No Angel (NA) is a memoir by Jay "Bird" Dobyns about his undercover ATF work infiltrating the Hells Angels. Bird and a group of other ATF agents and informers made in-roads into the HA by setting up their own MC--a chapter of the Solo Angels. I am just going to throw it out there: I have several major problems with this book. It is poorly written with so much extraneous detail that it distracts from the actual story. Clearly the editor on duty let this one pass by without wielding an axe and cutting out a lot of stuff that didn't belong in the book. Do I need to know exactly how Bird makes tuna salad? No. BECAUSE IT ISN'T A FUCKING COOKBOOK. Perhaps it is because there is not an actual story to be told. The investigation and resulting arrests were a bust so not only do you have to suffer through Bird over describing the minutia that is his undercover life, at the end you are left without a real ending. Bird's ATF overlords tell him to take a vacation, the feds make arrests and that none of the charges stick. The End.
The other major problem I had with the book was Bird himself. What an asshole. From his general level of disdain for the Hells Angels (contrasted with Queen's respect for the Mongols) to his superjock-turned idiotic-adrenaline-junkie-control-freak, reading this book with Bird's voice in my head was like going for a month long root canal without any Novocain. And going back to the whole control freak thing: um yeah, he gets pissy when the house isn't spotless when he returns home for a visit with his family and then there is the time where his kid is practicing his handwriting over and over to get it right. Nice job there, daddy dearest. And how can I forget Bird's mantra: Jesus Hates a Pussy. Riiiiight. Because not only does that invoke the worst of the morally superior aspects of religion, it has the added bits of sexism and misogyny thrown in for extra measure. Bonus!
Finally, there is something about NA that just doesn't hold water or maybe I just skimmed over it. In Under and Alone Queen spends a lot of time describing the extensive background checks the Mongols ran on him before he began prospecting. There is none of that in No Angel. I'm going to go out on a limb here and speculate that at a minimum, the Hells Angels have to be at least as sophisticated. You don't get to be the big dog by letting just anyone in. My point is this: I don't think Bird infiltrated the HA as much as he would like to think he did. Put that together with the failure of the investigation and you come away with the feeling that Bird has over-valued his Hydroxycut taking, Red Bull drinking, Salem smoking self.
So, overall, skip No Angel. If you really want to know more about it, there is a 6 part series on YouTube that sums up the book and is a helluva lot less painful than actually reading it. If you must read it, then borrow it or buy it second hand. Hell, I'll even send you my copy so that not another dollar goes into Bird's pocket.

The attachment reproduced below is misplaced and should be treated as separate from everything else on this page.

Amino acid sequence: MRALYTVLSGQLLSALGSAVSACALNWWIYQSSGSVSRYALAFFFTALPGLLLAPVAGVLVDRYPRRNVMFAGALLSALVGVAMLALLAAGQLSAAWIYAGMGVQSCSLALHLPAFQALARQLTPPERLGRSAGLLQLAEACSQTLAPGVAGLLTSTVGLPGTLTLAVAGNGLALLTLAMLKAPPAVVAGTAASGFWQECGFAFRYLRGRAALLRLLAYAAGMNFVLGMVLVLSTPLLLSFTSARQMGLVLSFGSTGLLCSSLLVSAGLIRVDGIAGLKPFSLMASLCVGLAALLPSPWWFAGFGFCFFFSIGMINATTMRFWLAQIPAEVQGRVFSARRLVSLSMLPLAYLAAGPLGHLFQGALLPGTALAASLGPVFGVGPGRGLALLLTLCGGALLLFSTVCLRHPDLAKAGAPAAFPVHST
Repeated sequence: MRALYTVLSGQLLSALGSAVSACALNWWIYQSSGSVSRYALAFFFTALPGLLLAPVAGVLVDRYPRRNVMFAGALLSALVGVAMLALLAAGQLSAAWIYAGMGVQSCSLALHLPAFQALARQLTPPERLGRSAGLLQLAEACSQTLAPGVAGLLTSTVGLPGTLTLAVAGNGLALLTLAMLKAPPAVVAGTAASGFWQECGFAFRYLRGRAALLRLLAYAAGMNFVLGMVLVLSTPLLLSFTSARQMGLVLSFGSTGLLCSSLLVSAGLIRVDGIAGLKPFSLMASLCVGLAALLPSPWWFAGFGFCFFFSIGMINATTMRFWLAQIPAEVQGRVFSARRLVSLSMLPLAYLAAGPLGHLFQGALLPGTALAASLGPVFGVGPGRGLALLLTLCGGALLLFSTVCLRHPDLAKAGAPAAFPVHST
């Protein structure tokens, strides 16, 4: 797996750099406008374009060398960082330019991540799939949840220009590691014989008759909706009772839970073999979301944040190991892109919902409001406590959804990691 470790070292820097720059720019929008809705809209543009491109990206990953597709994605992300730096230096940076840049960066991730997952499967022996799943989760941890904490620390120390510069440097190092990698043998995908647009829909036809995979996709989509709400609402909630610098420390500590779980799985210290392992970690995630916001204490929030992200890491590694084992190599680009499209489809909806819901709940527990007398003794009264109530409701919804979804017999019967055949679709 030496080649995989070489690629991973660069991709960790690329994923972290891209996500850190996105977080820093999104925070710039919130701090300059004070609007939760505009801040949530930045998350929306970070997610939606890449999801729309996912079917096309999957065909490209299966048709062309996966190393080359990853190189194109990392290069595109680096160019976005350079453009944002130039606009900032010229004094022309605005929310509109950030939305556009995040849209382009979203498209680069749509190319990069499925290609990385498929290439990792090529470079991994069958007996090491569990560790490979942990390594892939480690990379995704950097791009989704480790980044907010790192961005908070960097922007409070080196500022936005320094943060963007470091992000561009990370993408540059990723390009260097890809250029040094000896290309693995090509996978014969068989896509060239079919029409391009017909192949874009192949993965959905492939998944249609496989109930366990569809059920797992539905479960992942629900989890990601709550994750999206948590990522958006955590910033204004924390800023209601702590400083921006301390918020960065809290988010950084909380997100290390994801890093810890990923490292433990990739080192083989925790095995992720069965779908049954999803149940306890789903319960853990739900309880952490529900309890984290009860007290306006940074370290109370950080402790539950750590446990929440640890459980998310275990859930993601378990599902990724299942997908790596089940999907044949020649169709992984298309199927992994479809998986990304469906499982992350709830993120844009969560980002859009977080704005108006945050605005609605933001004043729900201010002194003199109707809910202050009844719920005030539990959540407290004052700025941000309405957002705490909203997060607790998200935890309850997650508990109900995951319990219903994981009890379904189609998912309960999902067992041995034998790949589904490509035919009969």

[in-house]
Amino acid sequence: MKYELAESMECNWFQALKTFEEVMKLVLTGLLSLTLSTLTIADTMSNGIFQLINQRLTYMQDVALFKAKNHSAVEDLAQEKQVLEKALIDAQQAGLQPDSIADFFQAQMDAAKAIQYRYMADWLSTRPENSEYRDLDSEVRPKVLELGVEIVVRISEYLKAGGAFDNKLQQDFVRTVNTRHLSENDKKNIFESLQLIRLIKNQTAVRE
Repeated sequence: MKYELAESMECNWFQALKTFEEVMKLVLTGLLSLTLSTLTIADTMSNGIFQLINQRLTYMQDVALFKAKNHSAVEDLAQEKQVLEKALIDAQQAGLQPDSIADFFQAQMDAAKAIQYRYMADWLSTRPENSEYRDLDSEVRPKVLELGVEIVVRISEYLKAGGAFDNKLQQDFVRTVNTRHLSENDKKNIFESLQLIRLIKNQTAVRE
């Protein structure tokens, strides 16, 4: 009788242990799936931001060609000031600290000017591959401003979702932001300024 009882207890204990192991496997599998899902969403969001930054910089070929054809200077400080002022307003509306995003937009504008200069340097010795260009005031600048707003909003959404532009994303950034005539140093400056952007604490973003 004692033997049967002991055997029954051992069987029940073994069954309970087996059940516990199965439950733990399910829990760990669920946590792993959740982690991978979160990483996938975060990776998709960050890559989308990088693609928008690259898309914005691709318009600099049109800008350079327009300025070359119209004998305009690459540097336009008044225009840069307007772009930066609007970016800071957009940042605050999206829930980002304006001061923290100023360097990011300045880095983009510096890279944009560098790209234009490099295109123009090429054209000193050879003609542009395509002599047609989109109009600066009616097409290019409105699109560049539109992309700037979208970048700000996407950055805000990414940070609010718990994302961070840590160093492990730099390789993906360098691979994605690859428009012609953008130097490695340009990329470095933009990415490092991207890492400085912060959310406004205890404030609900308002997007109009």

Under and Alone (UA) is a memoir by William Queen, an ATF agent who infiltrated the Mongols MC starting from being a lowly hang around, prospect, became a full patch member and ultimately treasurer of and vice president of the San Fernando Valley chapter. What I found very interesting about Queen's account of his undercover work was the extent to which the MC was highly organized, the lengthy application and due diligence process for Queen to become a prospect was impressive. It really suggests a high degree of sophistication and management prowess that runs in the face of the grubby, greasy biker gang. But before you think this is a management book, let me add that there is a lot of violence, drugs, alcohol, and general mayhem to make it an entertaining read. The thing about UA and Queen that really struck me was that I got the sense that he wasn't looking down his nose at the members of the MC. He didn't want to be one of them but he at least had a healthy sense of respect for what they valued. Queen's internal conflict between his mission and the brotherhood of the MC becomes very clear and poignant when the woman who raised him died. And, to give Queen his due, he really was alone unlike Dobyns who was surrounded by other undercover agents--it wasn't until warrants were executed that he realized how many agents were working on the case in the background. Overall, a good story that is well written, well edited, and a fast read.
So, where is Bird now? Well, he is suing the ATF and is trying out a career as a motivational speaker. Queen has sold the film rights to Under and Alone for a tidy sum.
Now, what could all of this mean for future seasons of Sons of Anarchy? Well, here goes:
- While both Dobyns and Queen worked as undercover ATF agents, SAMCRO hasn't been infiltrated. Yet. Sure, Agent Stahl has tried to get the guys to rat but she hasn't been running an undercover operation. Watch for that to happen.
- So, I know that I have blathered on about the management capabilities stuff but it seems like Sons of Anarchy has some elements of this. Clay seems very much like a CEO in Season 1 and SAMCRO seems to have a set of operating rules and by-laws. Maybe we will see more of this come in to play in Season 3 if/when the Belfast chapter is tapped to find Cameron and Able.
- Meth is present in both the books. SAMCRO won't abide by crank in Charming. For that matter, the fictional SAMCRO seems waaaay more concerned with place than the real life MCs as they are depicted in these books. With one exception: the bottom rocker. But I think in this case it is a matter of the colors and not protecting fictional small town charms.
- Both books comment on the influence that the military has had on MCs because of an abundance of returning war vets who were attracted to the outlaw life. Perhaps some of this might inform the backstory for John Teller in Season 3.